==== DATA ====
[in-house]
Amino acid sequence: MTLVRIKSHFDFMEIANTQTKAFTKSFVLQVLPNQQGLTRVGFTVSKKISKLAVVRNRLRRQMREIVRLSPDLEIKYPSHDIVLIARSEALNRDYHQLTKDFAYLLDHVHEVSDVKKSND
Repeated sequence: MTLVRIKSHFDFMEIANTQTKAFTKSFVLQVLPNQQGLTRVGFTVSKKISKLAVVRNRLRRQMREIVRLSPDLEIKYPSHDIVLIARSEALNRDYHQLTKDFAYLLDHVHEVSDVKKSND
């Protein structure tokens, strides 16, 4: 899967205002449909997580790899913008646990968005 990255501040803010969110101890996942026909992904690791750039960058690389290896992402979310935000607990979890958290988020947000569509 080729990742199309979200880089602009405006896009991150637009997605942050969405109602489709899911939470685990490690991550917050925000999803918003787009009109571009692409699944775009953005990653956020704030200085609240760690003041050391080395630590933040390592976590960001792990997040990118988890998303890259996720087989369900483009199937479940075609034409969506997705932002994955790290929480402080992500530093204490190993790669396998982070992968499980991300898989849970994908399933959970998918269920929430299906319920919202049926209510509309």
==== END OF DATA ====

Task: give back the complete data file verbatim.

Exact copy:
[in-house]
Amino acid sequence: MTLVRIKSHFDFMEIANTQTKAFTKSFVLQVLPNQQGLTRVGFTVSKKISKLAVVRNRLRRQMREIVRLSPDLEIKYPSHDIVLIARSEALNRDYHQLTKDFAYLLDHVHEVSDVKKSND
Repeated sequence: MTLVRIKSHFDFMEIANTQTKAFTKSFVLQVLPNQQGLTRVGFTVSKKISKLAVVRNRLRRQMREIVRLSPDLEIKYPSHDIVLIARSEALNRDYHQLTKDFAYLLDHVHEVSDVKKSND
């Protein structure tokens, strides 16, 4: 899967205002449909997580790899913008646990968005 990255501040803010969110101890996942026909992904690791750039960058690389290896992402979310935000607990979890958290988020947000569509 080729990742199309979200880089602009405006896009991150637009997605942050969405109602489709899911939470685990490690991550917050925000999803918003787009009109571009692409699944775009953005990653956020704030200085609240760690003041050391080395630590933040390592976590960001792990997040990118988890998303890259996720087989369900483009199937479940075609034409969506997705932002994955790290929480402080992500530093204490190993790669396998982070992968499980991300898989849970994908399933959970998918269920929430299906319920919202049926209510509309």